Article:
For example, let’s say it wants to teach the phrase el niño (the boy). At first, the quiz will come in the form of a straightforward multiple-choice test.

Then they’ll switch it up and ask to choose the correct English translation for the Spanish word. Then they’ll give fill-in-the-blanks tasks. Next, the phrase will be spoken, and the listener has to type the words into a box. All this time, a cute picture corresponding to the phrase being learned will show up (in this case, a cute picture of a boy).

But this is no cookie-cutter tool. Not everybody gets the same series of tasks because it will all depend on how the user performs. Duolingo’s algorithm rates the learner’s progress to determine how to serve them best.

5. MosaLingua

language lab software

MosaLingua is a language learning program that uses cognitive science to try to speed up the learning process.

MosaLingua focuses on the most useful, common words and introduces them slowly to aid retention. Thousands of flashcards cover useful vocabulary on topics like transportation, shopping and more. There are also dialogues that show these vocabulary words in real-world contexts.

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MosaLingua focuses on engaging visual and audio memory to maximize learning. Plus, the program is adaptable, adjusting to students’ needs by focusing more on things they struggled with. Additionally, MosaLingua can be used at any time, even if that means a couple of minutes at a time.

6. Mango Languages

language lab software Mango Languages aims to help students learn languages through realistic simulated conversations.

 

Sentences are introduced, then broken down into component parts and put back together to show how the words work with each other. This method also helps learners construct their own sentences rather than focusing on memorized phrases.

One of Mango Languages’ most unique and exciting features is its voice recorder. This voice recorder allows learners to compare speech side-by-side to that of a native speaker, helping to perfect pronunciation. Additional activities feature reading, listening and speaking.

Mango Languages offers the standard options including Spanish, French, German, Chinese and Japanese, along with less common ones like Norwegian, Serbian, Azerbaijani, Cherokee and many others.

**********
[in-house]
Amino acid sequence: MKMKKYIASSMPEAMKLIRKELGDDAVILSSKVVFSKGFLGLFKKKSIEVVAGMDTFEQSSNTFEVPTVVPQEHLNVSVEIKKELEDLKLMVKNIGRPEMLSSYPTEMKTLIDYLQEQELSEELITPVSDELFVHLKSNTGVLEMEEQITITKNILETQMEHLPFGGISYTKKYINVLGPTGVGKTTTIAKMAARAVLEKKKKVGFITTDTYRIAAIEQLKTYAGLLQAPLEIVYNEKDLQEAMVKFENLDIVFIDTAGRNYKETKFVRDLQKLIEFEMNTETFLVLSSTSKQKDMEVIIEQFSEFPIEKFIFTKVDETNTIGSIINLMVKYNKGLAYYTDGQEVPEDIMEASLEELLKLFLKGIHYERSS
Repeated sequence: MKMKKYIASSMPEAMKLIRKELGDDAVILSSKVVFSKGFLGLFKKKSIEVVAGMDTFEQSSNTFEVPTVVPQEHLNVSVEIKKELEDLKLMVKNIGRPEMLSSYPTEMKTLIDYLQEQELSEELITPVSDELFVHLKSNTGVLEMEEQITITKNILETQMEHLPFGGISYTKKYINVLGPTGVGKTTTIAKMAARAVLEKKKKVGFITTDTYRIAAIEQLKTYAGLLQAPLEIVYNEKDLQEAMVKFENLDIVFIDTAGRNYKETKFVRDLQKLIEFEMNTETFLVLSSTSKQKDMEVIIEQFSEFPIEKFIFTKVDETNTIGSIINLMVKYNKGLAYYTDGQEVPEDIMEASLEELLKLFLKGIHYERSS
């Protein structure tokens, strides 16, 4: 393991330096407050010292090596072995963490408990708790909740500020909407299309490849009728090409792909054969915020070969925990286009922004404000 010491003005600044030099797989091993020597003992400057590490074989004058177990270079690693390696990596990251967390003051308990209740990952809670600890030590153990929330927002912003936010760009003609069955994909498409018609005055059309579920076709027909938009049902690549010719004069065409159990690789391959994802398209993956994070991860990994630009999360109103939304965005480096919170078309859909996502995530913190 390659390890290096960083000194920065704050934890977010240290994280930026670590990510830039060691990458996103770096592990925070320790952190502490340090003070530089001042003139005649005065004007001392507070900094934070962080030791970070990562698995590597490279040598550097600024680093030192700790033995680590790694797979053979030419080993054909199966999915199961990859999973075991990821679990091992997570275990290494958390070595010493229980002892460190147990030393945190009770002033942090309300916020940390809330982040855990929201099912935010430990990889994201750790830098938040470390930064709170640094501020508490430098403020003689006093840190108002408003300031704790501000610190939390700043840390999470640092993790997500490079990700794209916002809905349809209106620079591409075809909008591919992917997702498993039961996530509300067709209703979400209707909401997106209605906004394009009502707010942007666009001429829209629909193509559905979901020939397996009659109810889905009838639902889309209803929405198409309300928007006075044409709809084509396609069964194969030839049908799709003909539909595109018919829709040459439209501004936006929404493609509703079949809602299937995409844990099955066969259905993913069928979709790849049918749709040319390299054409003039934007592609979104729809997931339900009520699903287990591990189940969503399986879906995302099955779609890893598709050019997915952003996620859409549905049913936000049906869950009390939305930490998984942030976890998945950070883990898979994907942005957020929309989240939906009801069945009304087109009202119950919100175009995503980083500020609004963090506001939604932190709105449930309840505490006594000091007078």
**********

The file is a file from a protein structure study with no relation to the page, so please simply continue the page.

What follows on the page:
7. Orell Digital Language Lab

language lab software Orell claims to be “best in class” and promises to teach learners all four language skills—listening, speaking, reading and writing. And it does this in a very particular order: Listening and speaking come first, while reading and writing come later.

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The developers seem to believe that this is the most effective way to learn languages because it’s the order in which we learned our first tongues. When we learned our first languages, we weren’t writing words or reading grammar textbooks early on—we were listening and babbling.

Orell follows up on this philosophy by providing plenty of pre-recorded native speaker voice, accent and pronunciation training. The student’s job is to listen, hone their ears to the target language and become familiar with its rhymes and rhythms. After listening, they are to pronounce and mimic what a native speaker sounds like. There is a voice recording feature that allows students to listen and modify their own vocal work.

8. SmartClass+ by Robotel

language lab software All language lab systems feature some kind of audio pronunciation practice that requires students to speak into their mics and mimic native speakers. Checking recorded output would then be done by students themselves or by a teacher listening to individual recordings.

 

SmartClass+ cuts through all the trouble by using A.I. that can “listen” to student pronunciations and quickly determine how close they are to being accurate. This time, students can know how they’re doing and make adjustments without all the inherent biases of self-assessment. Educators, for their part, can quickly scan how students are faring by looking at the automatic assessments provided by speech recognition technology.

SmartClass+ is also able to run on any device—iPads, smartphones, laptops— and not just the computer terminals of a school’s language lab. Because the program can be safely hosted on the cloud, students can continue working on the target language on their own wherever they are. Educators can send them off with assignments and homework that the students can submit outside class schedules.

9. Schoolshape

language lab software The Schoolshape system follows the principles of the Communicative Method where language is taught through authentic, task-based activities. After all, the goal of acquiring a language is so that one can adeptly use it to communicate with others.

 

Students are placed in context and input-rich situations where they would have to use the target language to accomplish a task—like introducing themselves to a stranger, asking for directions or ordering food at a restaurant.

The different activities in Schoolshape—whether they’re about listening, speaking, reading or writing—are geared towards a communicative mindset. You don’t have empty drills of phrases or sentences that learners will never encounter in life like “The green cat jumped over the pink elephant.” All activities are purposeful and experiential.

The system also has a full range of assessment tools including drag-n-drop exercises, multiple choice, fill-in-the-blanks and even essays. If you’re an educator, you can make use of the “Worksheet designer” where you can spiff up those activities you broadcast to the whole class.

 

Check out the nine apps presented here, take them for a spin and then invest time in them. Soon enough, you’ll be amazed at what technology can do for you—whether you’re a solo language learner or an educator looking to ramp up student engagement.